As Hami said, kudos to you for recognizing this and wanting to work on it. We all have our strengths and weaknesses but only few of us are willing to be vulnerable enough to admit to and try to work on our weaknesses. You’ve already won half the battle!
I’m a psychiatrist and so I have trained on how to truly listen and be empathic as its essential to my work. I’ve written a post abut this which I think you might find helpful.
What helps me is to challenge myself to see if I can come away from a conversation feeling like I have GIVEN something to the other person. That intention helps me stay empathic.
Sending you warm thoughts,
I just noticed my email wasn’t displayed properly in my earlier email. I apologize! My email is firstname.lastname@example.org
Are you also in the Jon Morrow course?
You are most welcome and I’m glad it was useful for you.
Lots of luck and warm wishes for your journey. Let me know if Ic an help in any way.
I just read your post above and can feel how worried you are. I wanted to share that DBT might be something to look into. Its called Dialectical Behavior therapy and it helps with some of the symptoms you have mentioned. I’m a psychiatrist which is how I know about it. It has four main parts: Mindfulness, Distress tolerance, Interpersonal effectiveness and emotion regulation.
Here is some more info: http://en.wikipedia.org/wiki/Dialectical_behavior_therapy
Also, I would suggest talking to your PCP about other possible resources.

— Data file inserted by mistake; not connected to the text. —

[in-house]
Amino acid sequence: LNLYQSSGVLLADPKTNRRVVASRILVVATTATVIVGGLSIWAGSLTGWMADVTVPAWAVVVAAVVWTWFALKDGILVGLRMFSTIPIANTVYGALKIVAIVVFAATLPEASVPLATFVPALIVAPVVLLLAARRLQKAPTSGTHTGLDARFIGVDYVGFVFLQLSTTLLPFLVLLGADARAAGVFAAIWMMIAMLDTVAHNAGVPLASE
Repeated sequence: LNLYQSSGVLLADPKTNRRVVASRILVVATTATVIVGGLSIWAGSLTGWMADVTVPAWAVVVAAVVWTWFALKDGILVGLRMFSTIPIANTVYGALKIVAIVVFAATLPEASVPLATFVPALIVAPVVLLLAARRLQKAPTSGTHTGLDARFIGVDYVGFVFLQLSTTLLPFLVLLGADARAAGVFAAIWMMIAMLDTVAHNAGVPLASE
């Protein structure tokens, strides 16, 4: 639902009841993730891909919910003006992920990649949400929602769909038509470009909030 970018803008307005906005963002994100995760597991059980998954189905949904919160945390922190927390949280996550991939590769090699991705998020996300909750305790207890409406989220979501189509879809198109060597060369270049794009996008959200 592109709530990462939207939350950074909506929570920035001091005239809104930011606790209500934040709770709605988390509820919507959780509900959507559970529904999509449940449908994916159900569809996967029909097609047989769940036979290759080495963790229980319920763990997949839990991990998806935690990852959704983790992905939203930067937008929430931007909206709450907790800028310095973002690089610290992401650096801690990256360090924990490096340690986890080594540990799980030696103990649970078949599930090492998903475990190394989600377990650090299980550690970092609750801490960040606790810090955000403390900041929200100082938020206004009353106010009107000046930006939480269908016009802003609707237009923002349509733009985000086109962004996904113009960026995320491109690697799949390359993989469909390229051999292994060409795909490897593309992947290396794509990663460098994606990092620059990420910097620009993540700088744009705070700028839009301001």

Wishing you peace and joy,
Lovely to hear from you and about your interests! Feel free to email me at: kavetha at gmail.com
Have a safe and happy weekend 🙂
One thing that has helped me with guilt is to do what I can to the people/situation that is remaining now. For e.g: I said something hurtful to an aunt many years ago, and she passed away before I could ask for forgiveness. After much thought, I spoke to her daughter, gave an outline of what I had mis-spoken in the past to her mom, and asked for forgiveness. I beleive the healing is still real, because I had openly acknowledged it to the most closely related person/situation that remains NOW, asked for forgiveness and that helped assauge my guilt too.
The past is gone, not real anymore. Never will be. But the present is here and in our hands. Every small act TODAY, practised with loving kindness toward yourself and others, helps.
Have a wonderful day!
It’s amazing to see how we all, almost universally, sense that anxiety comes from worrying about highly improbable future events. And that staying in the moment helps.
I’ve found that getting OUT OF MY MIND really helps when I’m anxious. Since all our anxiety inducing thoughts are just that…thoughts running around in our minds. So what I’ve learnt to do is:
1) I try to name the feeling: For e.g: “I’m feeling anxious” or “I’m feeling angry”… Just recognizing the feeling and saying it out loud can be helpful.
2) Remind myself that I’m NOT my thoughts. That thoughts and feelings are temporary, they come and go, like leaves floating in a river or clouds in the sky…